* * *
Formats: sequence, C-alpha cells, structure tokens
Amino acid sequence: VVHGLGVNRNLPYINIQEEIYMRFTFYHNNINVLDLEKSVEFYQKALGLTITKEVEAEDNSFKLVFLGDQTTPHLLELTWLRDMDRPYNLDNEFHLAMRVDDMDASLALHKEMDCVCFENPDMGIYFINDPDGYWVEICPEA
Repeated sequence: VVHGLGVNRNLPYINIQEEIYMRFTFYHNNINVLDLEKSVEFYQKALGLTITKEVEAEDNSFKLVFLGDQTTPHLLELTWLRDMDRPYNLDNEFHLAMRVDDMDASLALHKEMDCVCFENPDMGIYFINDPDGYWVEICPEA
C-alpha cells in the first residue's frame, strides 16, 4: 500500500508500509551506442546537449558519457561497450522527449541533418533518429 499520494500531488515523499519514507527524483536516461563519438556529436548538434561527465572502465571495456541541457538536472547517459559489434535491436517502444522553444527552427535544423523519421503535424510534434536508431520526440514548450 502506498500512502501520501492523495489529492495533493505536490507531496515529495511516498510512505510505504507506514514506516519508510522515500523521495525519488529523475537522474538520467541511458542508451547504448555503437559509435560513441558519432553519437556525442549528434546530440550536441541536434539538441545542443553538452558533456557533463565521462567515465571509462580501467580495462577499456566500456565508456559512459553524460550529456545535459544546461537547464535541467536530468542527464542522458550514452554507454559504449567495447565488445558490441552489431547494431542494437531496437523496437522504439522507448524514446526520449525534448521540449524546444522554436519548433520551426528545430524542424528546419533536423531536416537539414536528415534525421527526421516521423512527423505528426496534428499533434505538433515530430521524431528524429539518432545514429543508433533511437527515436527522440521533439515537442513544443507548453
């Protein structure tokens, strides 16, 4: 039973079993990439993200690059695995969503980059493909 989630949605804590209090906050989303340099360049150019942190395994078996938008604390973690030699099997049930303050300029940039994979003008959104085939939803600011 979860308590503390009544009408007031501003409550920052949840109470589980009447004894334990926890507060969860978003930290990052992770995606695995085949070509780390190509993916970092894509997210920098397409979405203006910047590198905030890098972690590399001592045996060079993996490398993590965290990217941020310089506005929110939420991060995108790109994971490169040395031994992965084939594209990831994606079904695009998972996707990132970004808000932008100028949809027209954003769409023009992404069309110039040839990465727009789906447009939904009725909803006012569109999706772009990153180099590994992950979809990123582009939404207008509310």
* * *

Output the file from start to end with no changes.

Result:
Formats: sequence, C-alpha cells, structure tokens
Amino acid sequence: VVHGLGVNRNLPYINIQEEIYMRFTFYHNNINVLDLEKSVEFYQKALGLTITKEVEAEDNSFKLVFLGDQTTPHLLELTWLRDMDRPYNLDNEFHLAMRVDDMDASLALHKEMDCVCFENPDMGIYFINDPDGYWVEICPEA
Repeated sequence: VVHGLGVNRNLPYINIQEEIYMRFTFYHNNINVLDLEKSVEFYQKALGLTITKEVEAEDNSFKLVFLGDQTTPHLLELTWLRDMDRPYNLDNEFHLAMRVDDMDASLALHKEMDCVCFENPDMGIYFINDPDGYWVEICPEA
C-alpha cells in the first residue's frame, strides 16, 4: 500500500508500509551506442546537449558519457561497450522527449541533418533518429 499520494500531488515523499519514507527524483536516461563519438556529436548538434561527465572502465571495456541541457538536472547517459559489434535491436517502444522553444527552427535544423523519421503535424510534434536508431520526440514548450 502506498500512502501520501492523495489529492495533493505536490507531496515529495511516498510512505510505504507506514514506516519508510522515500523521495525519488529523475537522474538520467541511458542508451547504448555503437559509435560513441558519432553519437556525442549528434546530440550536441541536434539538441545542443553538452558533456557533463565521462567515465571509462580501467580495462577499456566500456565508456559512459553524460550529456545535459544546461537547464535541467536530468542527464542522458550514452554507454559504449567495447565488445558490441552489431547494431542494437531496437523496437522504439522507448524514446526520449525534448521540449524546444522554436519548433520551426528545430524542424528546419533536423531536416537539414536528415534525421527526421516521423512527423505528426496534428499533434505538433515530430521524431528524429539518432545514429543508433533511437527515436527522440521533439515537442513544443507548453
């Protein structure tokens, strides 16, 4: 039973079993990439993200690059695995969503980059493909 989630949605804590209090906050989303340099360049150019942190395994078996938008604390973690030699099997049930303050300029940039994979003008959104085939939803600011 979860308590503390009544009408007031501003409550920052949840109470589980009447004894334990926890507060969860978003930290990052992770995606695995085949070509780390190509993916970092894509997210920098397409979405203006910047590198905030890098972690590399001592045996060079993996490398993590965290990217941020310089506005929110939420991060995108790109994971490169040395031994992965084939594209990831994606079904695009998972996707990132970004808000932008100028949809027209954003769409023009992404069309110039040839990465727009789906447009939904009725909803006012569109999706772009990153180099590994992950979809990123582009939404207008509310």